What if the Christian community, like Jesus, abandoned the notion that an “eye for an eye and a tooth for a tooth” is justice. What if we followed our Lord when He says that we should not retaliate in the same way against an evildoer, but find another way to deal with injustice? A way that embodies a calvary like love? (Matthew 5:38–39)

If God were to administer “justice” the way that Americans have come to, there would be nothing left of this broken race known as humanity. God is one who is not wanting any to perish (2 Peter 3:9) and takes no delight in punishing the wicked (Ezekiel 18:23–24). I don’t know about you, but I believe many American Christians would take delight in “ending those Muslims,” as Mr. Fallwell put it.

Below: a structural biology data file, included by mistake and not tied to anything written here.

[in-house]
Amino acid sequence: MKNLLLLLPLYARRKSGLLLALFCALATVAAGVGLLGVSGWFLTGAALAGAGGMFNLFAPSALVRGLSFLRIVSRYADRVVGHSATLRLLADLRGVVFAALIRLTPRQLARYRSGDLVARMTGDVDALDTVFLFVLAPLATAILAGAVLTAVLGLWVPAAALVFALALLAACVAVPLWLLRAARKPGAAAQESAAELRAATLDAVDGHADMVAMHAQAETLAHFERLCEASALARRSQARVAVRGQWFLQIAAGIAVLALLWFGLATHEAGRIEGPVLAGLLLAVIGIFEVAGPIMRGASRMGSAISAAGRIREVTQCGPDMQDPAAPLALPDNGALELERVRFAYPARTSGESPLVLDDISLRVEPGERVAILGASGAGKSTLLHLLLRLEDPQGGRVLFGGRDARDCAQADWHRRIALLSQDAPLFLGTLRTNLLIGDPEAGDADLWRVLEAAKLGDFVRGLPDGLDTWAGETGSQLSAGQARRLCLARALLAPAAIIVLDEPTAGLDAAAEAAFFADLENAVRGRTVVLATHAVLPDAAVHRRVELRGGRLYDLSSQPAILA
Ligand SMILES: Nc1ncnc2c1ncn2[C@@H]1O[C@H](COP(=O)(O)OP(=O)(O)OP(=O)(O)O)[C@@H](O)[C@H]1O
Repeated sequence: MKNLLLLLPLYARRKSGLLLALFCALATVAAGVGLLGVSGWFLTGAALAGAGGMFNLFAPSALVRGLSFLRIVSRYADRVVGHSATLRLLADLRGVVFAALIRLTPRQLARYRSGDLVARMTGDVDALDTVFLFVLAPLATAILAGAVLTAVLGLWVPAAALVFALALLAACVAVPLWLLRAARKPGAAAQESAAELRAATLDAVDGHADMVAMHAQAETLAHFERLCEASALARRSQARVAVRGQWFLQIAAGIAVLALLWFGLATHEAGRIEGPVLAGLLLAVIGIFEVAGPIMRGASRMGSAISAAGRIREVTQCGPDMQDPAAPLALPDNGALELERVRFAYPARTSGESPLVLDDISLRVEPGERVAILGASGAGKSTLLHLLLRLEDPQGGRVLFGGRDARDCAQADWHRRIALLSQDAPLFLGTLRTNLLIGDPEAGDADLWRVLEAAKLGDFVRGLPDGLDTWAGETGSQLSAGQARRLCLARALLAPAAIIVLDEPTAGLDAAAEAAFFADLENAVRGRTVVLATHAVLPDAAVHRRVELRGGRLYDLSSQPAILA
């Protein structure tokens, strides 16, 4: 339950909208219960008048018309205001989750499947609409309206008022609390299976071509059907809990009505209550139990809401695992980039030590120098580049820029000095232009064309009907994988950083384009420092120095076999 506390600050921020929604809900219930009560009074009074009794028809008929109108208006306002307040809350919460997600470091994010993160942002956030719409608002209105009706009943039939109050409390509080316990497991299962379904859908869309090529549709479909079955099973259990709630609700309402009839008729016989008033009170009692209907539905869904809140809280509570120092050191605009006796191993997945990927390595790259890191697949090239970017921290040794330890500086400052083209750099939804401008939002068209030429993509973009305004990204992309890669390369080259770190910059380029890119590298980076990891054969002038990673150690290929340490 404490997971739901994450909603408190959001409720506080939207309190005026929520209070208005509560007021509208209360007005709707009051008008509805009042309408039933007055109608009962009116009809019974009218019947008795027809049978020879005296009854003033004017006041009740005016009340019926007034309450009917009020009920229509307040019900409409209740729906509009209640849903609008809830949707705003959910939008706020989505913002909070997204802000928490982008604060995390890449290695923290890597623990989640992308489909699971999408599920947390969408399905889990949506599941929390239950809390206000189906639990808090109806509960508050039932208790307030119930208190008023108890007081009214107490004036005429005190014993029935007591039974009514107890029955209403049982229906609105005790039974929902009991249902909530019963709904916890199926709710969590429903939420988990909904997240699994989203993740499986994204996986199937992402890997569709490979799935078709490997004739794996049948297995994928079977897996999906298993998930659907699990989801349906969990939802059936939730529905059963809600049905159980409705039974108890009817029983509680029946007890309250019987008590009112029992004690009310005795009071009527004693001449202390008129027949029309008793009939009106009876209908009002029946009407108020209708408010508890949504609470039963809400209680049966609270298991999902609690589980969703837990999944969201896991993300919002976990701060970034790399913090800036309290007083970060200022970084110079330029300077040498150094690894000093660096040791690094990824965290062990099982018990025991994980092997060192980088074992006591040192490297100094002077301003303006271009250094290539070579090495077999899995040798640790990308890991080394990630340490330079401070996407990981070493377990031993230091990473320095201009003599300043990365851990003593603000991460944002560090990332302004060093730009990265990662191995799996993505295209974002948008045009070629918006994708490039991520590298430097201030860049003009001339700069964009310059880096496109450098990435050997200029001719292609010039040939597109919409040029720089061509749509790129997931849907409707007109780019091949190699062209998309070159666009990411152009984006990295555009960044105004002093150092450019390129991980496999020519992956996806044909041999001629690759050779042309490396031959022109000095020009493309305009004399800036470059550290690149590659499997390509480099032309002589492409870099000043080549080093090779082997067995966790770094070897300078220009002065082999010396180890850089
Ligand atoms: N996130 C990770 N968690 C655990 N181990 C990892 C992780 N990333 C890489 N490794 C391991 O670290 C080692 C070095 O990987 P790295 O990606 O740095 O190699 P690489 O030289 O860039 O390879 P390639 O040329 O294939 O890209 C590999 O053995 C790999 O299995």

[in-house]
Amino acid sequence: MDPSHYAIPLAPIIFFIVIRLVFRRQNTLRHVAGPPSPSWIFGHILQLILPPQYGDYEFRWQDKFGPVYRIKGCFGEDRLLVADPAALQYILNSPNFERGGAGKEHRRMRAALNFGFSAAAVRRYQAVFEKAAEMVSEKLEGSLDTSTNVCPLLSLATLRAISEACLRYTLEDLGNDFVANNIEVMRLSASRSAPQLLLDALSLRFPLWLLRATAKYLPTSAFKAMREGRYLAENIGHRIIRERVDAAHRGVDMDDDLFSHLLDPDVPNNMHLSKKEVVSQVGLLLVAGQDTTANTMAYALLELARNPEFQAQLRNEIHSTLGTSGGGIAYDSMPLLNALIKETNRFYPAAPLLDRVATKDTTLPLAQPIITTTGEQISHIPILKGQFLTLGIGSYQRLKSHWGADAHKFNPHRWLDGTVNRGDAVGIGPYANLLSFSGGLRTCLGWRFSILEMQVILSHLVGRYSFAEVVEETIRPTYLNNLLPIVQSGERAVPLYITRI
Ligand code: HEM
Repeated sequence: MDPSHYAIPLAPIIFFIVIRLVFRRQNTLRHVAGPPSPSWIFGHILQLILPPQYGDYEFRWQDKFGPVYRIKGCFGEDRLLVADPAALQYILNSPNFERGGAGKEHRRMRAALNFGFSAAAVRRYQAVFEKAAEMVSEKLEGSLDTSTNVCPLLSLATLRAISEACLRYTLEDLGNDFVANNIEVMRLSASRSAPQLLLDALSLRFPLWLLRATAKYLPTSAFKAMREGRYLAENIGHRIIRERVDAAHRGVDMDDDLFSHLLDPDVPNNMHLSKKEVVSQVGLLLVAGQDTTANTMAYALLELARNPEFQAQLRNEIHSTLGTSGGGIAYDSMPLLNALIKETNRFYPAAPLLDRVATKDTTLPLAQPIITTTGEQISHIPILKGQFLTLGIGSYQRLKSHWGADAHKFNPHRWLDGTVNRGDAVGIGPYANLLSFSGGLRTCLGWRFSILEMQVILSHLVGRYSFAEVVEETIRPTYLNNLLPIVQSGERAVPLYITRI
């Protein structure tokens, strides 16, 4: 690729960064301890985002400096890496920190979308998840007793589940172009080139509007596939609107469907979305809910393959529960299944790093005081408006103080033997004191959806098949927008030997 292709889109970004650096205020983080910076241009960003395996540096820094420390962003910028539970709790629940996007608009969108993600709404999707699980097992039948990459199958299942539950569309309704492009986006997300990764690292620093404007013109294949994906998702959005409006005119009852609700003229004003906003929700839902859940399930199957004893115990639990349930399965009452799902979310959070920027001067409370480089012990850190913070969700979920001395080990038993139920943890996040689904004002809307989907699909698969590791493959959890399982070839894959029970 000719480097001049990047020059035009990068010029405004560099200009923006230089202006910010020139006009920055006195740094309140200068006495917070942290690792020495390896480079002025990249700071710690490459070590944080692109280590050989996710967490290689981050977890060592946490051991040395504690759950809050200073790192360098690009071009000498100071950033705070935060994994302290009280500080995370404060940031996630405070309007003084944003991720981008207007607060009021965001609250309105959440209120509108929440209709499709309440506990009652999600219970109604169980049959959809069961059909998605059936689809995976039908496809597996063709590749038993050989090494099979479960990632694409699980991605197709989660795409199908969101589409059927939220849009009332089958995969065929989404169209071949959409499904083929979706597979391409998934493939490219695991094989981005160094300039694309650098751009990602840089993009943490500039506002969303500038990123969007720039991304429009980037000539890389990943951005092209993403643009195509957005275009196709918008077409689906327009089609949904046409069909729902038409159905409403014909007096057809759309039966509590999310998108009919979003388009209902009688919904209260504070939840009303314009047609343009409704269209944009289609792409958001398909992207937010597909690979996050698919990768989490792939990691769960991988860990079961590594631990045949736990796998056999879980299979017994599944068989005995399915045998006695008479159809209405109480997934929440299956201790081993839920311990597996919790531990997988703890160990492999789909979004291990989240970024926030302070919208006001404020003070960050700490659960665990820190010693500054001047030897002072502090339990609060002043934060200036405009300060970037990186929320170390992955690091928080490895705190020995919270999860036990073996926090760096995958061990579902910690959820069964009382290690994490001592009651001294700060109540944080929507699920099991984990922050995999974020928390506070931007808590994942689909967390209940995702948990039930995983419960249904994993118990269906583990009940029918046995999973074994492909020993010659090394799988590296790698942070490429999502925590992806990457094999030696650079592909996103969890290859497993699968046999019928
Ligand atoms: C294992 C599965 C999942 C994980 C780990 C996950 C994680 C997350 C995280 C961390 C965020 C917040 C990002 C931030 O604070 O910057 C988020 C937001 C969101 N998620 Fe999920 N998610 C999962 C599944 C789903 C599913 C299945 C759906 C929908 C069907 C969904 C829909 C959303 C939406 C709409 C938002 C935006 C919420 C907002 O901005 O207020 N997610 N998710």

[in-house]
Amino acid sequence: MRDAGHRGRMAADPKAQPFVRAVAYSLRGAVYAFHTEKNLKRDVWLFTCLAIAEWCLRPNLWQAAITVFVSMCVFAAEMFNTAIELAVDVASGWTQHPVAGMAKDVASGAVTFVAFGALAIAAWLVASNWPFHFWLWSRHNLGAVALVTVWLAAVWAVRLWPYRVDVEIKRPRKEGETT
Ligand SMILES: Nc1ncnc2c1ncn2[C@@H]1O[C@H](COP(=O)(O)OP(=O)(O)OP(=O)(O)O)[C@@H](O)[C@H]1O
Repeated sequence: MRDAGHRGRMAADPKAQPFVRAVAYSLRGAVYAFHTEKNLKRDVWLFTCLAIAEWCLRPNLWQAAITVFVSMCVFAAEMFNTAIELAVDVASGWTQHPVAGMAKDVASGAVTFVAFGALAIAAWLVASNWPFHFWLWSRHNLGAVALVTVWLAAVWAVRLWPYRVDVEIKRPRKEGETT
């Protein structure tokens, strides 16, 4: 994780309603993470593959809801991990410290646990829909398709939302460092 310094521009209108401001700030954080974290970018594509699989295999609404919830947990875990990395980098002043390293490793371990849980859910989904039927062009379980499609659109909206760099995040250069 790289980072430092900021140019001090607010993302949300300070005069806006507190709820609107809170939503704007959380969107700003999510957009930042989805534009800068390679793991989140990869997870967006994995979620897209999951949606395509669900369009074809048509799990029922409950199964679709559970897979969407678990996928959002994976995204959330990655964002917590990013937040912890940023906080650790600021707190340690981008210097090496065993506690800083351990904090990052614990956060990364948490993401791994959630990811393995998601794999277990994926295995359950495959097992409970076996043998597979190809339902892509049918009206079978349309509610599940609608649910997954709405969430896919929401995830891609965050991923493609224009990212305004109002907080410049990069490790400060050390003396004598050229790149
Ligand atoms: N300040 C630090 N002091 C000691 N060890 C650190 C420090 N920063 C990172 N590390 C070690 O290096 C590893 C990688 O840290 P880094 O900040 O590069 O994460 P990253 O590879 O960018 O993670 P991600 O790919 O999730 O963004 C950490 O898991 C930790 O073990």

I could continue to write chapters on the problems I have found with the retributive model of dealing with evil. But that is not what I hope to do here. I want the person reading this to think long and hard about the Christ-like response to injustice. I want you to search it out for yourselves. Read the gospels, read the new testament, pray, do the honest evaluation of your heart and see where it is out of line with the God revealed on Calvary.

Think about if the kingdom you follow looks like this world. When Jesus was questioned by Pilot, He said that His kingdom wasn’t like (or of) this world. And He said that if it were like the world’s then His servants would fight. However His kingdom doesn’t have its origin here (John 18:36). Think about Jesus’ words when He says,